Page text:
The Public-Private Partnerships Fiscal Risk Assessment Model (PFRAM) is an analytical tool to assist governments and country analysts in assessing potential fiscal costs and risks arising from a PPP project. PFRAM supports the dialogue of the IMF and the World Bank Group with their client countries on macroeconomic stability, debt sustainability, fiscal risk management, governance, public finance management and public investment management. PFRAM follows a five step decision-tree, automatically generating a set of outcomes: the expected cash flow for the private partner; the government’s income statement, balance sheet and cash statement; a series of charts comparing fiscal balance and DSA with/without the specific PPP project; a project risk matrix; and a sensitivity analysis of macro variables. PFRAM requires project-specific data and country specific macroeconomic data, allowing the user to work under different assumptions. Thus, the fiscal outcomes are indicative and sensitive to these assumptions. PFRAM is still in a pilot stage. As a work-in-progress, the PFRAM is expected to be improved and refined in the future based on comments and suggestions from user experience. We would welcome any feedback you may have on the model or the guidance document - please contact us here to provide this.
The Global Infrastructure Facility (GIF) is a global open platform that facilitates the preparation and structuring of complex infrastructure public-private partnerships to enable mobilization of private sector and institutional investor capital. The GIF platform coordinates and integrates the efforts of MDBs, private sector investors and financiers, and governments interested in infrastructure investment in Emerging Markets and Developing Economies—fostering collaboration and collective action on complex projects that no single institution could achieve alone.
The MDBs have created project preparation facilities (PPFs) to improve the quality of project development, while also strengthening the local capacity needed to ensure lasting results. The PPFs work to promote regional policy dialogue on infrastructure challenges; to catalyze access to public and private finance sources; and support sustainable infrastructure projects, in particular public-private partnerships. The various PPFs that have been launched can act as a model for public officials in emerging markets to emulate.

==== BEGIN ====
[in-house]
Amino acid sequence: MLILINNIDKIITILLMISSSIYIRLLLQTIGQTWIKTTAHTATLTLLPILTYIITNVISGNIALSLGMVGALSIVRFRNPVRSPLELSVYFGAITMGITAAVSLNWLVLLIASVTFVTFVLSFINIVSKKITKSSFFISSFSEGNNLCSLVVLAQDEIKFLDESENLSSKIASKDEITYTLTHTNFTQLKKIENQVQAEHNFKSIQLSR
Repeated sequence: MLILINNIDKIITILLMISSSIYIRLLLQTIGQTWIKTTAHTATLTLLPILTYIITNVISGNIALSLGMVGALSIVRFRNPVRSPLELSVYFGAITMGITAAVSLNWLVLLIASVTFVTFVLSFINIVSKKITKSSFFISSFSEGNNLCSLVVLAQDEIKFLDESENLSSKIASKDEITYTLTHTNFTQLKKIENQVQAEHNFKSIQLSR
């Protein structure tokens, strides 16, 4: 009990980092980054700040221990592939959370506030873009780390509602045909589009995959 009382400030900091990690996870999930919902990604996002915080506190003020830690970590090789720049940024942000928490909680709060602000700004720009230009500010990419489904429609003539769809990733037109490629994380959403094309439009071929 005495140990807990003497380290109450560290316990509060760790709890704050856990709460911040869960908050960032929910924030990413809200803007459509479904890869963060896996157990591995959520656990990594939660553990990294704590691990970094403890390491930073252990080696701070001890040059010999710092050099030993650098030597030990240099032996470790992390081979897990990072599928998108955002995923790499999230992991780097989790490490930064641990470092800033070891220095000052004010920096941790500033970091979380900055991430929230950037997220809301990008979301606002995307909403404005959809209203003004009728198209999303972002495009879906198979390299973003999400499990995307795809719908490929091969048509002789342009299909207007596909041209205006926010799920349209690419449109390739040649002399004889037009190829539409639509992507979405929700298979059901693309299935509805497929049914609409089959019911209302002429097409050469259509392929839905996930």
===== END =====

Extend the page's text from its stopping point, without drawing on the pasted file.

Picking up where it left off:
This series showcases how the MDBs have come together to support the development and implementation of public-private partnerships. This support comes in the form of public sector loans, private sector finance, sector and transaction advice, guarantees, and output-based aid.
The Private Participation in Infrastructure Projects Database is a joint product of the World Bank Group and the Public-Private Infrastructure Advisory Facility, which seeks to identify and disseminate information on private participation in infrastructure projects in low- and middle-income countries. The database highlights the contractual arrangements used to attract private investment, the sources and destination of investment flows, and information on the main investors. The data can be filtered by projects that include MDB support.